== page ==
At least two commercial developers, unsuccessful in their attempts to win changes in the Fairfax County master plan, intend to file rezoning applications anyway in what could evolve into an important challenge to the county's land-use controls.
The applications would almost certainly be turned down since they would not comply with the county plan. The developers' strategy, according to industry sources, would then be to file suit, putting the decision into the hands of the Virginia courts, which historically have been sympathetic to property owners' rights.
NV Cos., owner of a 98-acre tract north of Leesburg Pike (Route 7) and northwest of the Dulles Toll Road, plans to ask Fairfax to rezone that land from residential to commercial to allow construction of a low-rise office park, sources close to the firm said.
The rezoning will seek basically the same office plan that was rejected by the county planning board as part of the county's current plan-amendment process.
And Robert Thoburn and his son, John, on Thursday confirmed that they plan to file for rezoning of approximately 62 acres on the northwest corner of the Dulles Toll Road-Hunter Mill Road interchange. The land is zoned for residential use but the Thoburns will be asking for commercial zoning.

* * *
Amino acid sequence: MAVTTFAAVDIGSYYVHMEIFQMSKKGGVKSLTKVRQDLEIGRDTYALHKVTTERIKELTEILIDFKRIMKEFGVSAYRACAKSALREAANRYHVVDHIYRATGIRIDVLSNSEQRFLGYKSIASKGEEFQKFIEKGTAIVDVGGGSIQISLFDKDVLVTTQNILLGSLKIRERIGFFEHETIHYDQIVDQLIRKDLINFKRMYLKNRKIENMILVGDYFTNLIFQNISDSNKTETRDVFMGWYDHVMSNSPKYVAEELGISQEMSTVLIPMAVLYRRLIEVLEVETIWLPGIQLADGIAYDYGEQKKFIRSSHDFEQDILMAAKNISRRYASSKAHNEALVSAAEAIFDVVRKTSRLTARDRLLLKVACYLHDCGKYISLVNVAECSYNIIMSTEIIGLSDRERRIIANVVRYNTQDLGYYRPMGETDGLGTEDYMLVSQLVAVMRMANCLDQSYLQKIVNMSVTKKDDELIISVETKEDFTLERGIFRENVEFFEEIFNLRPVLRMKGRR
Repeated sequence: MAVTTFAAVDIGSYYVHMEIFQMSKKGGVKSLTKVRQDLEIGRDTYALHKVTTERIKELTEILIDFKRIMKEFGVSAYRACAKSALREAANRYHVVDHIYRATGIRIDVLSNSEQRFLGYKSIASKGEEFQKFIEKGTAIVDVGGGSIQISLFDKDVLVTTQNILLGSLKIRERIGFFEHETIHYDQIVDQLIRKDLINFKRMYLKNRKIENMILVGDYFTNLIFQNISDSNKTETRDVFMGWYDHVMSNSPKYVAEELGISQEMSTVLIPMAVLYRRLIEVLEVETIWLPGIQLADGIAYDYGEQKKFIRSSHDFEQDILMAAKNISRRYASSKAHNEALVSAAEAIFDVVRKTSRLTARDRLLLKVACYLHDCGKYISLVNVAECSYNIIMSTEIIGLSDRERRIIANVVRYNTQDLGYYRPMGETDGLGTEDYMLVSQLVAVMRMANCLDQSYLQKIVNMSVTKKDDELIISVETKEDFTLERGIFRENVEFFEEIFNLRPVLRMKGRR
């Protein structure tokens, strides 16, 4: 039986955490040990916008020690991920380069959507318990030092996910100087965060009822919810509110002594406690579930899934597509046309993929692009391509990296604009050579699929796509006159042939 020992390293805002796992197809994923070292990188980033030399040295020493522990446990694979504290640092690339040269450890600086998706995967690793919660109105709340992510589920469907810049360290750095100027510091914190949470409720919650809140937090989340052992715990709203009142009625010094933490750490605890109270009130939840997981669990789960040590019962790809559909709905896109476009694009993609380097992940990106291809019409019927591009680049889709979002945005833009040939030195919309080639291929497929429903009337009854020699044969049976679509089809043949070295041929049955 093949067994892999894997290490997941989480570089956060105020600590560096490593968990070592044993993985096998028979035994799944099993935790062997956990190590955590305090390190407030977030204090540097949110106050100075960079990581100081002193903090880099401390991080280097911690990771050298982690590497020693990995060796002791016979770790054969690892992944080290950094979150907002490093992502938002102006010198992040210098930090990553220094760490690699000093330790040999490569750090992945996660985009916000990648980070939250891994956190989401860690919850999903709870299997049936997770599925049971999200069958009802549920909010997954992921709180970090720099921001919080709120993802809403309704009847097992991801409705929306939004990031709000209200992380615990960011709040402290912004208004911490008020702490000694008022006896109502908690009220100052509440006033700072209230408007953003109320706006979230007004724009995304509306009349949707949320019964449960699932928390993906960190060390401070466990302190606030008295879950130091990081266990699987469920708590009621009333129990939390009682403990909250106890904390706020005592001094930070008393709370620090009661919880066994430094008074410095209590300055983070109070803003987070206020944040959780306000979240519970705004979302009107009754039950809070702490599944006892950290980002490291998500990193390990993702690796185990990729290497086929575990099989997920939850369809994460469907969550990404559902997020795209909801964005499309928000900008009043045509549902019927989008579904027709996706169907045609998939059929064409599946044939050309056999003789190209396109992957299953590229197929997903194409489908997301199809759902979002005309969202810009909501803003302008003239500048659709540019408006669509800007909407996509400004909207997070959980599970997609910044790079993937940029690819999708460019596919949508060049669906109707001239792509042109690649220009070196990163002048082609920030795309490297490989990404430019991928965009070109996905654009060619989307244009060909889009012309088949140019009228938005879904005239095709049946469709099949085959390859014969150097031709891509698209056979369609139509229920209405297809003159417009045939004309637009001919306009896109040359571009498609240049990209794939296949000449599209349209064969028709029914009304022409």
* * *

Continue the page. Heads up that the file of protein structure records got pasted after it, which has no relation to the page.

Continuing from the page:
The application "will be filed within a month," John Thoburn said. Details of the proposed office park are not yet available. Sources close to NV Cos. said the filing of the rezoning along Rt. 7 "is imminent."
During the past month of heated debate over land use changes in these two areas, residents turned out en masse to oppose the proposals.
The Thoburns' attorney, Grayson Hanes, told the county planning commission in April that his client intended to file a rezoning application and sought to withdraw a plan amendment change for the northeast corner of the interchange, where Thoburn owns a large chunk of land. The planning commission refused that request.
Thoburn said an application for a commuter parking lot to be built on "about 100 acres" on that northeast corner tract would be filed later. But that will be a "separate application," he said. "There is already some support in Reston for such a proposal," Thoburn said.
He said the parking lot could be used for carpools and buses. Buses, he said, would have a straight shot from the parking lot into the east Falls Church Metro station, which is set to open in 1986.
Even though both NV Cos. and Thoburn had asked Fairfax County's planning commission to recommend that the County Board of Supervisors approve the land-use changes that would have facilitated the rezonings they will soon be filing, both NV and the Thoburns have decided to seek the rezonings without changes in the comprehensive land-use plan. Rezonings are generally tied to the county's land-use plan and approval of rezonings that don't conform to the plan would be highly unlikely, sources said.
Lawyers and other developers had predicted for several weeks that Thoburn and NV would seek rezonings as soon as the planning commission's expected negative votes were cast against their application for land-use changes.